FIG. 16 shows a specific example of output of a detection cycle for calculation in the present embodiment. As shown in FIG. 16, each time a calculation sampling pulse is inputted (i.e., at each calculation timing), a detection cycle for calculation is outputted from the detection cycle for calculation generating unit 90. When a measured value by the cycle counter 61 is equal to or less than the cycle Ts of the calculation sampling pulse (at each calculation timing at a time t1 or t2 in FIG. 16), the edge cycle stored in the memory 62 at the time is outputted as the detection cycle for calculation.

However, when the moving velocity of the carriage 106 is decreased while the carriage 106 is moving due to, for example, a change in load on the reading motor MT1 and an edge pulse is not outputted for a long time period, the measured value by the cycle counter 61 may exceed the cycle Ts of the calculation sampling pulse. The calculation timing at a time t3 or t4 in FIG. 16 indicates such a state. In this case, the measured value by the cycle counter 61 at the time is outputted, instead of the edge cycle stored by the memory 62, as the detection cycle for calculation. Specifically, at the time t3, a measured value f-4 at the time is outputted and, at the time t4, a measured value g-4 at the time is outputted.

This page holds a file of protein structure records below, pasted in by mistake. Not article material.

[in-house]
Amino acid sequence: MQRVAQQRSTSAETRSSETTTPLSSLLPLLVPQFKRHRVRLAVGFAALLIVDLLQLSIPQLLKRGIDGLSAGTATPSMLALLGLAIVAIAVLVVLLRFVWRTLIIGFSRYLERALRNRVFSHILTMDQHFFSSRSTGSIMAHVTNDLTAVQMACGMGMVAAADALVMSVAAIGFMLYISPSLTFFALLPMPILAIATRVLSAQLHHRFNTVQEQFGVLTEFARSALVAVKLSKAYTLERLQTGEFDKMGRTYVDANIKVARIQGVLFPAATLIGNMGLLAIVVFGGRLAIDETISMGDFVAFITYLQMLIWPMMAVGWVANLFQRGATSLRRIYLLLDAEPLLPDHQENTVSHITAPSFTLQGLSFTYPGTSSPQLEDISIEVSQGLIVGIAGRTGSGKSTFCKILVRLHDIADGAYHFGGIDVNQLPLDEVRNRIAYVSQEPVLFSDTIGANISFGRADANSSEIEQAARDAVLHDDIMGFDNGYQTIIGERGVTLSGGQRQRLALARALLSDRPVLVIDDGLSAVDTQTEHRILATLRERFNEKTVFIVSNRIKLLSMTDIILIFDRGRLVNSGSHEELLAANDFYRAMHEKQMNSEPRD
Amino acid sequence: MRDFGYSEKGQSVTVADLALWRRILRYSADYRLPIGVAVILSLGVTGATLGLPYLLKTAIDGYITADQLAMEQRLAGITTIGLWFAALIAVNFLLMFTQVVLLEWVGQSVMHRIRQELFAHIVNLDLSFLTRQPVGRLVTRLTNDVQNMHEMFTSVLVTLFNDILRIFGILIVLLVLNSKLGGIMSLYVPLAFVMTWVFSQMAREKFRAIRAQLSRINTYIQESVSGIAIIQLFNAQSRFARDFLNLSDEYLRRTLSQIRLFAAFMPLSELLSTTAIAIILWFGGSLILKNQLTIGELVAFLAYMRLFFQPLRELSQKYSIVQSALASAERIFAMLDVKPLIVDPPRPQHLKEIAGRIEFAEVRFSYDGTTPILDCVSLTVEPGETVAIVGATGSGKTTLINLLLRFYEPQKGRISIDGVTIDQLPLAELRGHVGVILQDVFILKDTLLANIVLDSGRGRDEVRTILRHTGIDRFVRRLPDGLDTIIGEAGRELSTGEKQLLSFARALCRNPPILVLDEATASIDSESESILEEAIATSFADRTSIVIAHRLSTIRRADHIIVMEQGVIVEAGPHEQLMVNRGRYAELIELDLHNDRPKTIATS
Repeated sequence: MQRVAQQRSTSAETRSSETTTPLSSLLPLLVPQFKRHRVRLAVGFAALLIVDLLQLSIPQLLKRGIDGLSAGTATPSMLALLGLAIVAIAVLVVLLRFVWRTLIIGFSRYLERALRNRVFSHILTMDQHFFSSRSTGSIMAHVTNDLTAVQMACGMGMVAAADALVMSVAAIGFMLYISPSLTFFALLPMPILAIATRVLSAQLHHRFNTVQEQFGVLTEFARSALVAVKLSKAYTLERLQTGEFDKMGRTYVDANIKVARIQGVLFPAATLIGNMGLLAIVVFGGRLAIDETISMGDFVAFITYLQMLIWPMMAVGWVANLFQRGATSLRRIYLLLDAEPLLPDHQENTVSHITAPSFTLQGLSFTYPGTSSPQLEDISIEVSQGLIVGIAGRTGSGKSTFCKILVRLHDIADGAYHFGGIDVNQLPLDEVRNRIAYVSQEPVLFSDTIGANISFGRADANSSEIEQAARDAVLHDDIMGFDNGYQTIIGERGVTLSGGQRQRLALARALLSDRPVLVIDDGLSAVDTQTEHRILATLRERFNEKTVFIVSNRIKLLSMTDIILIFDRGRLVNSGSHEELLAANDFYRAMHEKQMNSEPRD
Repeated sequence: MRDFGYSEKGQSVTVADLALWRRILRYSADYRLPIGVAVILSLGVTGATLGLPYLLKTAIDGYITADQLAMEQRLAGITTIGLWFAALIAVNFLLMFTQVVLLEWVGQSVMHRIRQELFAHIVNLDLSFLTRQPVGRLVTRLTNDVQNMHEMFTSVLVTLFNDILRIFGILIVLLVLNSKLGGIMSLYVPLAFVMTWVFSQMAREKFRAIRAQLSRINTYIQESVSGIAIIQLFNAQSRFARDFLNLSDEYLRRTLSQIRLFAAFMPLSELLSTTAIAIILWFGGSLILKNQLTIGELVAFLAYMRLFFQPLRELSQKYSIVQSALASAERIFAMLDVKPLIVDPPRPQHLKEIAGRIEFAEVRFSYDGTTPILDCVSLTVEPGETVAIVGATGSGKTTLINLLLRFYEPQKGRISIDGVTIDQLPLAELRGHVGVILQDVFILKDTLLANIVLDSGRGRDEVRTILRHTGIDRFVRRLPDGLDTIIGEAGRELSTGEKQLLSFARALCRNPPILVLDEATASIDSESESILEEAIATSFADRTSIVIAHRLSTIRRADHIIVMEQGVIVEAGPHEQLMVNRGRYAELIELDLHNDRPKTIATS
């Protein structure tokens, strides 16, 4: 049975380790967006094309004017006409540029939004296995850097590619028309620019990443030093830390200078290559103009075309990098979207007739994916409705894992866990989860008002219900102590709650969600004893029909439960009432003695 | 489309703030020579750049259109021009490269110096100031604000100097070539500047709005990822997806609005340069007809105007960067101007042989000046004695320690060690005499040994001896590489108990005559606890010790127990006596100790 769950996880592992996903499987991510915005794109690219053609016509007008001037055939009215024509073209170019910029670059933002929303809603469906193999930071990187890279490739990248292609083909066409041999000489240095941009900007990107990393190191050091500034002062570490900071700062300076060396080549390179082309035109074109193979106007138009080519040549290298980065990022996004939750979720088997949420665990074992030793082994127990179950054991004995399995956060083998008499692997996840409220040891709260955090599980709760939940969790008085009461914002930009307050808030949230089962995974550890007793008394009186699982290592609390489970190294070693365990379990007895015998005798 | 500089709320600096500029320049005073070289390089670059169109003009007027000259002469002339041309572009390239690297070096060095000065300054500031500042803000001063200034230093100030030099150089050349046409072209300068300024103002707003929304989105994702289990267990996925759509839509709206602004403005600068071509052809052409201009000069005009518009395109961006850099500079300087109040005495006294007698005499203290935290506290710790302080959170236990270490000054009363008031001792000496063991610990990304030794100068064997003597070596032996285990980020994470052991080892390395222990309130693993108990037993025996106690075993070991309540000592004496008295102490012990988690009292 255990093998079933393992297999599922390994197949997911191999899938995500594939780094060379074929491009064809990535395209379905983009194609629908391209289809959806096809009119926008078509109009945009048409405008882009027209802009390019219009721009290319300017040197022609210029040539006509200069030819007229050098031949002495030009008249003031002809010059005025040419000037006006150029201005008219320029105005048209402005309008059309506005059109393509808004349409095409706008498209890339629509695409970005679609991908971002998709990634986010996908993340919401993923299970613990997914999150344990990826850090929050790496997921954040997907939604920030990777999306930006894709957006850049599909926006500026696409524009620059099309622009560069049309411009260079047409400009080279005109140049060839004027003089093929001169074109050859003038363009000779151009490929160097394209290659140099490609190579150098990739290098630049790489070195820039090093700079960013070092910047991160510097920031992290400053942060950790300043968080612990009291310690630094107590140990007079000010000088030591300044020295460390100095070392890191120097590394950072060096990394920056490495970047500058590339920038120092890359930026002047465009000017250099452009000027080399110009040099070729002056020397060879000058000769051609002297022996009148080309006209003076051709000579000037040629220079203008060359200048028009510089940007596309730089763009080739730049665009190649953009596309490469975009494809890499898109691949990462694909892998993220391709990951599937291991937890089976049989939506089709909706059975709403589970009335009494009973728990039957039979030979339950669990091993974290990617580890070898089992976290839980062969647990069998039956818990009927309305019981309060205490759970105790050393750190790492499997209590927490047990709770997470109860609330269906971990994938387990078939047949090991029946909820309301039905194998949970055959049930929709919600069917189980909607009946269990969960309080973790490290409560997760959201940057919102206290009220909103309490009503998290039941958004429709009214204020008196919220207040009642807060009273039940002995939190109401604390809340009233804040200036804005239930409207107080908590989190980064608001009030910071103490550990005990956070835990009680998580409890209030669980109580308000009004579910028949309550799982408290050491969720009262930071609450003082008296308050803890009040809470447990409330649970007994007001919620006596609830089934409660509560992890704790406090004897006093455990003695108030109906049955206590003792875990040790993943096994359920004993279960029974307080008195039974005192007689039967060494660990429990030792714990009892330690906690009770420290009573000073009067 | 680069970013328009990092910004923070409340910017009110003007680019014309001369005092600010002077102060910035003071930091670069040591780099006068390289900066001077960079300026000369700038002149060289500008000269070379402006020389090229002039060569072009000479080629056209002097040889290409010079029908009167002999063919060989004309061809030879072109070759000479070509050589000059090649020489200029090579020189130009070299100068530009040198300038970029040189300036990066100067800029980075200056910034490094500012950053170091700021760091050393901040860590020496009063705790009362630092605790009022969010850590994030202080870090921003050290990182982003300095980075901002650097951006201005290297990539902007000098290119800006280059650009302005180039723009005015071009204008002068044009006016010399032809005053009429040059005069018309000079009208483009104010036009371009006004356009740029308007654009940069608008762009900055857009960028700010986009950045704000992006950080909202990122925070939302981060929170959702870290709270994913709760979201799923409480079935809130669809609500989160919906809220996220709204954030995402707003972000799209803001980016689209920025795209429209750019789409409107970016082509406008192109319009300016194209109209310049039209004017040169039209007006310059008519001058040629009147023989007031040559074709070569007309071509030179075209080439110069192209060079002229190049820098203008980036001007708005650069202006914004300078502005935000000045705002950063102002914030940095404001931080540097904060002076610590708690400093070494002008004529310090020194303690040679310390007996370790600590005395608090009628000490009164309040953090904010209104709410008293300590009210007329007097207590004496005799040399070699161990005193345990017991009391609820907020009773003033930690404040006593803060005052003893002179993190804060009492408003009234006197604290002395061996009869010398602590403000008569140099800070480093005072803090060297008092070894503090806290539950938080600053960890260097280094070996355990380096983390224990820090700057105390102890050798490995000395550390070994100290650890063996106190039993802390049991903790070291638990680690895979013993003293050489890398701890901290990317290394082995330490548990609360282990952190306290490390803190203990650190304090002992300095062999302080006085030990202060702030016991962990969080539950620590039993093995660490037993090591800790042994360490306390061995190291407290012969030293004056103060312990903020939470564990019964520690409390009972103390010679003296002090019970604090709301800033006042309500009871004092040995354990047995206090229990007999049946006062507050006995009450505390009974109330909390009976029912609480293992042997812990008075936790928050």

According to the present embodiment, therefore, it may be possible to determine which of the edge cycle α stored in the memory 62 and the measured value β by the cycle counter 61 should be outputted as the detection cycle for calculation by a simple method of comparing, at a calculation timing, the measured value by the cycle counter 61 at the time and the cycle Ts of the calculation sampling pulse.